It also suggests there would be a "positive impact" from society reducing its consumption of carbon-intensive foods such as meat and dairy.
Dr Hefin Williams, of the Institute of Biological, Environmental and Rural Sciences at Aberystwyth University, said this was "at its heart a decision for individuals" and livestock production was "the backbone of agriculture in Wales".
While the report outlined the challenges faced by the sector, he said it also highlighted opportunities that the industry here was "well-placed" to grasp.
"Increasing use of crops such as white and red clover, peas and other legumes would ultimately allow farmers to have greater control over feed costs [for their animals], cut down on imports and provide environmental benefits by reducing the amount of synthetic fertilisers needed," he said.
Wales must move away quickly from energy generation that relies on fossil fuels with more renewable energy developments, according to the report.
But it cautions that these, too, can contribute to pressures on the environment if not enough consideration is given to planning and building.
Jess Hooper, of Marine Energy Wales, said Wales could "lead the world" in this emerging field.
"At the moment we have 16 marine renewable developers that are active in the sector, helping deliver a low carbon economy with its own jobs, skills and prospects - an industry we can call home grown and that we could export to the world," she said.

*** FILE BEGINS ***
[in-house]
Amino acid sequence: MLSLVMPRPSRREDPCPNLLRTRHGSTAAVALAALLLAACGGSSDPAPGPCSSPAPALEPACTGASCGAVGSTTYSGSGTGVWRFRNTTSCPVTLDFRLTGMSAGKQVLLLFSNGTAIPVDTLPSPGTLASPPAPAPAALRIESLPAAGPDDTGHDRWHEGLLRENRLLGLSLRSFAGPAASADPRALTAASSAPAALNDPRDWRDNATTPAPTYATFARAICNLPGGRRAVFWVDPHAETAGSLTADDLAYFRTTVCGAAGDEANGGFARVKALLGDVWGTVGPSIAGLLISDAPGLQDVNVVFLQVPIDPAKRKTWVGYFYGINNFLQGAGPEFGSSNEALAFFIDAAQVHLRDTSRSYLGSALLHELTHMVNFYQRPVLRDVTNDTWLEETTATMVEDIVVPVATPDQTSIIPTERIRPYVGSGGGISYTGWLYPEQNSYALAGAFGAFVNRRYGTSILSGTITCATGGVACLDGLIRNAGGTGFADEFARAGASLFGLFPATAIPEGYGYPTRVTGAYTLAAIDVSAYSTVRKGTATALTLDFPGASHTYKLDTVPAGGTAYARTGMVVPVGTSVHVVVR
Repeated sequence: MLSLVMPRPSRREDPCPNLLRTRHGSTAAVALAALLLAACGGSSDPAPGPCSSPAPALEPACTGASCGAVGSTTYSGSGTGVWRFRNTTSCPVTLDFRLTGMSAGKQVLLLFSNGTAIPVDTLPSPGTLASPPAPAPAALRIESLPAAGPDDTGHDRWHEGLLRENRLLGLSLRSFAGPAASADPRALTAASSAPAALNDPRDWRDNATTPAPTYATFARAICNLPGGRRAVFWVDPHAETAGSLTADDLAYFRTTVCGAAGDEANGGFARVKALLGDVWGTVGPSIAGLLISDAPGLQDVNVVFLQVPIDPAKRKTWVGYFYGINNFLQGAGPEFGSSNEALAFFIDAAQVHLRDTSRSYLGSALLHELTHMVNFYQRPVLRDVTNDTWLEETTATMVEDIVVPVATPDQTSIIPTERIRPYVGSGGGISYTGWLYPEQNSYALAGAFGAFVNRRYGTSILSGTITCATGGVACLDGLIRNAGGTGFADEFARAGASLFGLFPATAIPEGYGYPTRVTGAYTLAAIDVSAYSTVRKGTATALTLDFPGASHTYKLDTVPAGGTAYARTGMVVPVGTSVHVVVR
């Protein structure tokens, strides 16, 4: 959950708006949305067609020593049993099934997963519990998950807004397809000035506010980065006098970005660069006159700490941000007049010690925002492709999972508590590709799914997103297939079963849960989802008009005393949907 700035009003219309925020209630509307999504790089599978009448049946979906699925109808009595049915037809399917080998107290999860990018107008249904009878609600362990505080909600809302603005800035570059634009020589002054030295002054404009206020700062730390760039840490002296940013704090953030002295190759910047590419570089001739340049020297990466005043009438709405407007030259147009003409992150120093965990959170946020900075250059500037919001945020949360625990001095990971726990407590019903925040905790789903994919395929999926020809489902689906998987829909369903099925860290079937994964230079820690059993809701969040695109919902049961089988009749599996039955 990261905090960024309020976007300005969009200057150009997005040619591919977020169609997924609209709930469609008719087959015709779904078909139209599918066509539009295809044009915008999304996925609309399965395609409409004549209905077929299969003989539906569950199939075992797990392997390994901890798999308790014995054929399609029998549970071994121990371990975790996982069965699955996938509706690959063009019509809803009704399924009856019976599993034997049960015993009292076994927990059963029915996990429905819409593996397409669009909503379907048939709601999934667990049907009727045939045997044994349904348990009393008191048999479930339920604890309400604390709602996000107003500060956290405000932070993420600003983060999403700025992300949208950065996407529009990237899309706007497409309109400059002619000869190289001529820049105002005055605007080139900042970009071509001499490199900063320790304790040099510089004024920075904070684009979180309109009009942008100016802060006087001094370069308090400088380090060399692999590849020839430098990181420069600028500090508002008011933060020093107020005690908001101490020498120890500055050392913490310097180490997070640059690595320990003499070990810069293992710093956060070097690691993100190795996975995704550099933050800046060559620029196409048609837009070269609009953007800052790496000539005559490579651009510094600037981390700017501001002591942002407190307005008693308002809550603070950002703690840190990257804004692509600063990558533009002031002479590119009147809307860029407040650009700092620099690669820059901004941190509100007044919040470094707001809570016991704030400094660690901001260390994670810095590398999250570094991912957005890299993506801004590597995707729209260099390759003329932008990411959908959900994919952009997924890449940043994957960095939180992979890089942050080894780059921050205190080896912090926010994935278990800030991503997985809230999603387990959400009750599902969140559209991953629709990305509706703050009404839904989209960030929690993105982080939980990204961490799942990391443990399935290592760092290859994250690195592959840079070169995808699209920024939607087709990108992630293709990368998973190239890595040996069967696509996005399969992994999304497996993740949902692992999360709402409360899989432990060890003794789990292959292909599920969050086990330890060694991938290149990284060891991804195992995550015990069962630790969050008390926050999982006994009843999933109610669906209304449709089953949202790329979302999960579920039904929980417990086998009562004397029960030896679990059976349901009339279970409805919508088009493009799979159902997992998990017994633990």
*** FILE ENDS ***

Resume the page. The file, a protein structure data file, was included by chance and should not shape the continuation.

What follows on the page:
The report also calls for a major focus on efficiency measures in buildings, saying Wales has some of the oldest and least thermally efficient housing stock in Europe.
Wales also has high rates of car use for commuting and has seen only a small reduction in carbon emissions from transport since 1990, the report says.
But simply moving everyone over to using electric vehicles is "not a sustainable solution".
"A systemic change is needed to how and why people travel and what is transported," it says.
It promotes the concept of a 20-minute neighbourhood - pioneered by Melbourne in Australia - where urban society is designed so residents can meet virtually all their needs a short walk from home.
Ms Howe said this was "not just about carbon emission targets - these solutions have wider benefits".
"We have an obesity crisis so the last thing we want is people sitting in their cars."
Welcoming the report, Environment Minister Lesley Griffiths said it provided a "comprehensive set of evidence on the state and trends of Wales' natural resources and ecosystems".
"As we continue to face the challenges posed by the Covid-19 pandemic, we in Welsh Government have repeatedly committed ourselves to an environmentally-responsible response to the pandemic, and this is our opportunity to focus on a green recovery during this challenging time".
She also said it offered an opportunity to discuss "the part we all have to play in improving the resilience of our ecosystems, so we can ensure they support the wellbeing of generations to come".